Raw sockets.

By | November 7, 2021

Approximately year ago I wrote an article “Wiresharking TCP Split Handshake Attack“. Normally client/server application written on socket level does not permit to split handshaking. For example TCP client connect function initiates a connection on a socket and performs all 3 handshaking step. Handshaking process is hidden in Transport layer of ISO model. To manipulate with handshaking signals application must be able to send and receive raw packets and for this purpose raw socket is used.
There is opinion that raw socket is source of malicious software. Yes it is true, but it the same time raw socket opens opportunity to learn protocol internals, experimenting, test firewall and routers.
Here is c++ example of raw socket application (rawsock.cpp) which sends SYN signal to server and does not wait for ACK-SYN response, besides it specifies real source IP with loopback IP address – 127.0 0.1:


#include <stdio.h>
#include <stdlib.h>
#include <errno.h>
#include <netinet/in.h>
#include <sys/socket.h>
#include <netinet/ip.h>
#include <netinet/tcp.h>
#include <arpa/inet.h>
#include <unistd.h>
int main(int n, char ** s)
{
  nbsp;if(n<3)
  nbsp;{
  nbsp;  nbsp;printf("Arguments are required: destination poprt number and destination port, spsce separated, order is important\n");
  nbsp;  nbsp;return -1;
  nbsp;}
  nbsp;int destport = atoi(s[2]);
  nbsp;printf("Destination end point: %s:%d\n", s[1], destport);
  nbsp;int sckt;
  nbsp;struct sockaddr_in saddr;
  nbsp;struct send_tcp
  nbsp;{
  nbsp;  nbsp;struct iphdr ip;
  nbsp;  nbsp;struct tcphdr tcp;
  nbsp;} packtcp;

  nbsp;packtcp.ip.version = 4; /* version of IP used */
  nbsp;packtcp.ip.ihl = 5; /* Internet Header Length (IHL) */
  nbsp;packtcp.ip.tos = 0; /* Type Of Service (TOS) */
  nbsp;packtcp.ip.tot_len = htons(40); /* total length of the IP datagram */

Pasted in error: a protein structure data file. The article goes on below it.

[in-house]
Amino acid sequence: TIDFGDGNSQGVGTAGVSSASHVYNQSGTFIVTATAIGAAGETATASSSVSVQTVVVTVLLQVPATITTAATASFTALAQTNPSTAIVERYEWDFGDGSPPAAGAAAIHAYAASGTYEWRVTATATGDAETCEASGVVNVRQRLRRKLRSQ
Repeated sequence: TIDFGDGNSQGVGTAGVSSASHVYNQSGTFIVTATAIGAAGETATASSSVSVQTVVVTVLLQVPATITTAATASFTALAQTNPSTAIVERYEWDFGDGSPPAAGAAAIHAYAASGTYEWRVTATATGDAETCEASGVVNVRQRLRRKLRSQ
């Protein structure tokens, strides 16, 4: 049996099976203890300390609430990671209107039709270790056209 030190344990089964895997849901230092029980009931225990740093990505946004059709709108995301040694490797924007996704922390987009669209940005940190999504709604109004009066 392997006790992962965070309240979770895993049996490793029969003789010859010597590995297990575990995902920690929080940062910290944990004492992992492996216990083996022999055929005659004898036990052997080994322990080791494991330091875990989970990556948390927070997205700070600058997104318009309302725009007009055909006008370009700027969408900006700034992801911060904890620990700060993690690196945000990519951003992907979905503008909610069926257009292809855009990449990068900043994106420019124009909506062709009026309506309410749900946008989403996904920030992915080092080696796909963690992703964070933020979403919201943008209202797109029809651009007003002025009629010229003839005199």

nbsp;packtcp.ip.id = 1; /* identification */
  nbsp;packtcp.ip.frag_off = 0; /* fragmentation flag */
  nbsp;packtcp.ip.ttl = 255; /* Time To Live (TTL) */
  nbsp;packtcp.ip.protocol = IPPROTO_TCP; /* protocol used (TCP in this case) */
  nbsp;packtcp.ip.check = 14536; /* IP checksum */
  nbsp;packtcp.ip.saddr = inet_addr("127.0.0.1"); /* source address */
  nbsp;packtcp.ip.daddr = inet_addr(s[1]); /* destination address */

  nbsp;packtcp.tcp.source = htons(2000); /* source port */
  nbsp;packtcp.tcp.dest = htons(destport); /* destination port */
  nbsp;packtcp.tcp.seq = 1; /* sequence number */
  nbsp;packtcp.tcp.ack_seq = 2; /* acknowledgement number */
  nbsp;packtcp.tcp.doff = 5; /* data offset */
  nbsp;packtcp.tcp.res1 = 0; /* reserved for future use (must be 0) */
  nbsp;packtcp.tcp.fin = 0; /* FIN flag */
  nbsp;packtcp.tcp.syn = 1; /* SYN flag */
  nbsp;packtcp.tcp.rst = 0; /* RST flag */
  nbsp;packtcp.tcp.psh = 0; /* PSH flag */
  nbsp;packtcp.tcp.ack = 0; /* ACK flag */
  nbsp;packtcp.tcp.urg = 0; /* URG flag */
  nbsp;packtcp.tcp.res2 = 0; /* reserved (must be 0) */
  nbsp;packtcp.tcp.window = htons(512); /* window */
  nbsp;packtcp.tcp.check = 8889; /* TCP checksum */
  nbsp;packtcp.tcp.urg_ptr = 0; /* urgent pointer */

  nbsp;saddr.sin_family = AF_INET;
  nbsp;saddr.sin_port = htons(destport);
  nbsp;saddr.sin_addr.s_addr = inet_addr(s[1]);

  nbsp;sckt = socket(AF_INET, SOCK_RAW, IPPROTO_RAW);
  nbsp;if(sckt == -1)
  nbsp;{
  nbsp;  nbsp;printf("Error code: %d\n", errno);
  nbsp;  nbsp;perror("socket error");
  nbsp;  nbsp;return -1;
  nbsp;}

  nbsp;if(sendto(sckt, &packtcp, sizeof(packtcp), 0, (struct sockaddr *)&saddr, sizeof(saddr)) == -1)
  nbsp;if(sckt == -1)
  nbsp;{
  nbsp;  nbsp;close(sckt);
  nbsp;printf("Error code: %d\n", errno);
  nbsp;perror("sendto error");
  nbsp;return -1;
  nbsp;}

  nbsp;close(sckt);
  nbsp;return 0;
}

Testing using tcpdump:
From one Linux box I ran 3 time rawsock application:


# ./rawsock 192.168.2.59 22
Destination end point: 192.168.2.59:22
# ./rawsock 192.168.2.59 22
Destination end point: 192.168.2.59:22
# ./rawsock 192.168.2.59 22
Destination end point: 192.168.2.59:22

Other Linux box tcpdump captured SYN signals:


# tcpdump -n src 127.0.0.1 && ‘tcp[13] & 12!=0’ && ‘ip[8]==255’
tcpdump: verbose output suppressed, use -v or -vv for full protocol decode
listening on ens160, link-type EN10MB (Ethernet), capture size 262144 bytes
16:22:44.486301 IP 127.0.0.1.2000 > 192.168.2.59.22: Flags [S], seq 16777216, win 512, length 0
16:22:45.588872 IP 127.0.0.1.2000 > 192.168.2.59.22: Flags [S], seq 16777216, win 512, length 0
16:22:46.514978 IP 127.0.0.1.2000 > 192.168.2.59.22: Flags [S], seq 16777216, win 512, length 0

Explanation of tcpdump parameters:

Parameter Line of c++ code Comment
src 127.0.0.1 inet_addr("127.0.0.1");  
tcp[13] & 12!=0 packtcp.tcp.syn = 1; rawsock sends SYN only, tcpdump checks SYN and ACK
ip[8]==255 packtcp.ip.ttl = 255; tcpdump verifies also TTL

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